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Heat transfer coefficient

  1. Feb 14, 2014 #1
    1. The problem statement, all variables and given/known data and the attempt at the solution

    Alright, here is a picture of the problem along with my solution:
    qg8BOw5.jpg

    My solutions gives the correct answer but the only part I don't understand is why the heat transfer coefficients are the same. If the two rods are made of different materials don't you have a different coefficient? Or is coefficient independent of the material... If so, what does it depend on? Shape?
     
  2. jcsd
  3. Feb 14, 2014 #2
    The resistance to heat transfer is going to be dominated by the resistance on the air side of the interface. So the heat transfer coefficient is going to be essentially the heat transfer coefficient on the air side. With this situation, then yes, the overall heat transfer coefficient is virtually independent of the rod material. For forced air convection over the fins, it is determined by the cross flow reynolds number and prandtl number of the air.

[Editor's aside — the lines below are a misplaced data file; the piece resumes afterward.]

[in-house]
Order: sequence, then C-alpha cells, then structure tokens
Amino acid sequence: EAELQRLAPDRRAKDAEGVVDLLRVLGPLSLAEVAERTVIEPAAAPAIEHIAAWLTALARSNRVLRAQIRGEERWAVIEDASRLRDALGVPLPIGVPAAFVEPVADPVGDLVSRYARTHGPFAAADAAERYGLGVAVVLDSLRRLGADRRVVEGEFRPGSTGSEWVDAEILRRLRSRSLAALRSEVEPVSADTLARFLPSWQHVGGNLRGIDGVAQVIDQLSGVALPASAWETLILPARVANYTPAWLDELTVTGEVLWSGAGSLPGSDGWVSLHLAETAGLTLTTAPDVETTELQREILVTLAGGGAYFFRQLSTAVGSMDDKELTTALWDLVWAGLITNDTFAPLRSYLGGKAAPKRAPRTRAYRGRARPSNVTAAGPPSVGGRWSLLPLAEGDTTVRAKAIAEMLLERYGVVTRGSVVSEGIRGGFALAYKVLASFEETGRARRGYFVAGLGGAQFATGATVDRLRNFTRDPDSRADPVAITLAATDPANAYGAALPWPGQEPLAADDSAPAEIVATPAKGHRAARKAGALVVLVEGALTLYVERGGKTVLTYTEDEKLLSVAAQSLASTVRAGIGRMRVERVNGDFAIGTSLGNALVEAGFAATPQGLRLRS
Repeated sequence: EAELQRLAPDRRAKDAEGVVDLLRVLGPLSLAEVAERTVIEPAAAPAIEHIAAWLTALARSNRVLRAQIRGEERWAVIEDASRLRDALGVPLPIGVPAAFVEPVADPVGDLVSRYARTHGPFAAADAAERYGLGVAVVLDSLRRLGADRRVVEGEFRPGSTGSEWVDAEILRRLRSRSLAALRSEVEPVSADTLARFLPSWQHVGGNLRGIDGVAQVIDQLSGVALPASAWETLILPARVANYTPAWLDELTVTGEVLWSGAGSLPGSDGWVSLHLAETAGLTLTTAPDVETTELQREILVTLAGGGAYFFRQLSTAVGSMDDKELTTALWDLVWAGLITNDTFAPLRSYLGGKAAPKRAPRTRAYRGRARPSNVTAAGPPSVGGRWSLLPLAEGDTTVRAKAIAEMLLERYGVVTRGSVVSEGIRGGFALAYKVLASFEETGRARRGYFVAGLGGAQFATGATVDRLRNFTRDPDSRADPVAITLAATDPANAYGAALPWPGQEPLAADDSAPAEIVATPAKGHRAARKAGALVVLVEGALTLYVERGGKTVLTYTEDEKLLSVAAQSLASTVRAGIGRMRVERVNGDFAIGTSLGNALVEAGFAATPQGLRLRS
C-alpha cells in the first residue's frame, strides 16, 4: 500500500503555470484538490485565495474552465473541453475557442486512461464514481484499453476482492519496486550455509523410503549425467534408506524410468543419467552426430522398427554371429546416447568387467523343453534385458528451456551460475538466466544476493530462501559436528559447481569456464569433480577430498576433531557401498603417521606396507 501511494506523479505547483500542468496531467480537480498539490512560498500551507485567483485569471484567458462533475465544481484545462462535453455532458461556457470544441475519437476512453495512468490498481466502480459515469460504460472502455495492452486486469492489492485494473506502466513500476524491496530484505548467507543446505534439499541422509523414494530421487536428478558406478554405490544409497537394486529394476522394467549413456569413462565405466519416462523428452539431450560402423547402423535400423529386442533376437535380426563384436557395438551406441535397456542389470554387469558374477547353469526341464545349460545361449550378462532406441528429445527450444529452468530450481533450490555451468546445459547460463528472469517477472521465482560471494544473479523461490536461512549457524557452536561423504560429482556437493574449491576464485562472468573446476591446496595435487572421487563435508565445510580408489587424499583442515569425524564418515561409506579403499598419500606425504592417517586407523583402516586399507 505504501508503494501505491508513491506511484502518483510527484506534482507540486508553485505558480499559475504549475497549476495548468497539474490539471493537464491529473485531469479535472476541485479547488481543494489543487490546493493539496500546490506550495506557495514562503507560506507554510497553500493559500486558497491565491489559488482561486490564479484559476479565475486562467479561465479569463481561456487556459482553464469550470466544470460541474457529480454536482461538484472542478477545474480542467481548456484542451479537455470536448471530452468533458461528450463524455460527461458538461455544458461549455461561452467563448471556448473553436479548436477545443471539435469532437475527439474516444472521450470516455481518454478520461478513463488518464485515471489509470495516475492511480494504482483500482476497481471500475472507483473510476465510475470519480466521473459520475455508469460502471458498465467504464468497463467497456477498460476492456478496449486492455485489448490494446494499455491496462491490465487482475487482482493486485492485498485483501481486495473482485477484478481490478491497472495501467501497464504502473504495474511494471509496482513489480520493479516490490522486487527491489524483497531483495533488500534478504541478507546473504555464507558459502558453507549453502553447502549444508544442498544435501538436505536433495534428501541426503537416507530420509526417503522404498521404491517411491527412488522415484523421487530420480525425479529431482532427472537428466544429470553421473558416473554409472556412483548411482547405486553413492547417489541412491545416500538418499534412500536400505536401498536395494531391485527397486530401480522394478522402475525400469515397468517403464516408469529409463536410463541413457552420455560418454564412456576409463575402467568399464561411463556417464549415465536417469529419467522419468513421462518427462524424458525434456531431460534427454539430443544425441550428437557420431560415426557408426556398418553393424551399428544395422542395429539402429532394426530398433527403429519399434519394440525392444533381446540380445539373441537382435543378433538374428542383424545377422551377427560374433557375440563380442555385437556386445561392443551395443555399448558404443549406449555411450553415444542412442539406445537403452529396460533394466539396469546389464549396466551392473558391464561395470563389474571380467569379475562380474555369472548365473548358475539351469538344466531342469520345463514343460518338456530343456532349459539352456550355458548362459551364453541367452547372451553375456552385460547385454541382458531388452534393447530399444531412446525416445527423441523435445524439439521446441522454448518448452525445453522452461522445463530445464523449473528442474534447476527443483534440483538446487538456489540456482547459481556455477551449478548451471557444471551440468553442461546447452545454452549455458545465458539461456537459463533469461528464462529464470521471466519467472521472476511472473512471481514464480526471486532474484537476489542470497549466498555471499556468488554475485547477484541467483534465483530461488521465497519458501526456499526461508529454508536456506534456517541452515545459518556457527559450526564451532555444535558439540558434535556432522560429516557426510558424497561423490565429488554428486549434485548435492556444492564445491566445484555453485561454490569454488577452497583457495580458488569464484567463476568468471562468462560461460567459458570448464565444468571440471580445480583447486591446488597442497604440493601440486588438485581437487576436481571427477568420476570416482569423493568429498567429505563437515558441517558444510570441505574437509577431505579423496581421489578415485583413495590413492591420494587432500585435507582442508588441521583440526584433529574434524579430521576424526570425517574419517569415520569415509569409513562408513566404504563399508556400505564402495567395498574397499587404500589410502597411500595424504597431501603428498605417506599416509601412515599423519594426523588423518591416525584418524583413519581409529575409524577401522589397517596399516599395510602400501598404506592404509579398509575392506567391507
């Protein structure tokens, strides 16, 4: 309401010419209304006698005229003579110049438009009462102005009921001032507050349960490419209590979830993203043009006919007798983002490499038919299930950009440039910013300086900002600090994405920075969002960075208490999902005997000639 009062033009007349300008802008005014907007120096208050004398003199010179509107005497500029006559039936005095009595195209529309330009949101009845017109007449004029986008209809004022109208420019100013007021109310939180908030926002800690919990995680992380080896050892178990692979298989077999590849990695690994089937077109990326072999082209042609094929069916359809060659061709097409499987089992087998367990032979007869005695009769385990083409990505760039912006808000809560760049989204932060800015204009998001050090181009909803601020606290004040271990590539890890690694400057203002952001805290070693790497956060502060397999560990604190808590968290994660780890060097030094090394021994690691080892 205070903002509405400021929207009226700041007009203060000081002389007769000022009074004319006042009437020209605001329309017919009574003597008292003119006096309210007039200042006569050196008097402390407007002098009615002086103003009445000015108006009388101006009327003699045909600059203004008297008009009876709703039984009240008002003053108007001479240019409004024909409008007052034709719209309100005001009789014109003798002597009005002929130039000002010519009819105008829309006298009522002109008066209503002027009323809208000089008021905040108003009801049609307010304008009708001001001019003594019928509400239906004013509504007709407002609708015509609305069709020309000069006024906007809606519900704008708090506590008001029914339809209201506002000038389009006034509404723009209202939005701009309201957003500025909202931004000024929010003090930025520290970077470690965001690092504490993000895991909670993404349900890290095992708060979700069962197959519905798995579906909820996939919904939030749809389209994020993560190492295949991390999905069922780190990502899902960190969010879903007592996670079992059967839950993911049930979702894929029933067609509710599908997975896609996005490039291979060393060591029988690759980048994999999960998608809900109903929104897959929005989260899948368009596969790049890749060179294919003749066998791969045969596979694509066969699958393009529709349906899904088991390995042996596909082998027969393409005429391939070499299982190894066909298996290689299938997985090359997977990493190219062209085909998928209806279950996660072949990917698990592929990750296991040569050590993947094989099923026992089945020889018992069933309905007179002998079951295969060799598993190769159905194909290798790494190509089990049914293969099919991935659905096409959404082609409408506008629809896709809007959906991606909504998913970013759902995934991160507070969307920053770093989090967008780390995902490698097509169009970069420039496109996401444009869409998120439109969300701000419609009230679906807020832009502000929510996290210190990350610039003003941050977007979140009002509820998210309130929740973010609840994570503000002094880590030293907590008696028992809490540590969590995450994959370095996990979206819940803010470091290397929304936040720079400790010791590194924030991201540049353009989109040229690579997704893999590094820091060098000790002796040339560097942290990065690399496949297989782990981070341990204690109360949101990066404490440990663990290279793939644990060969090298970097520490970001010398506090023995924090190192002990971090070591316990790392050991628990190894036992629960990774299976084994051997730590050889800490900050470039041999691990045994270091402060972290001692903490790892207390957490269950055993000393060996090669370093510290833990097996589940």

Chet
     
  4. Feb 14, 2014 #3
    In what case would it be different then? When the fluids are different? So whenever there are different materials exposed to convective heat transfer with the surrounding air can we use the same heat transfer coefficients all the time?
     
  5. Feb 14, 2014 #4
    You can use the same heat transfer coefficient on the air side, but there may also be some heat transfer resistance that needs to be taken into account on the "inside the cylinder" side. For example, if you have a tube with liquid or gas flowing through it, rather than a metal rod, you will need to consider the resistance on the tube side of the interface, particularly in the case of a gas. You can have a heat transfer coefficient on the tube side that can be of the same order as on the air side. So the overall heat transfer coefficient will be substantially lower than on either side.
     
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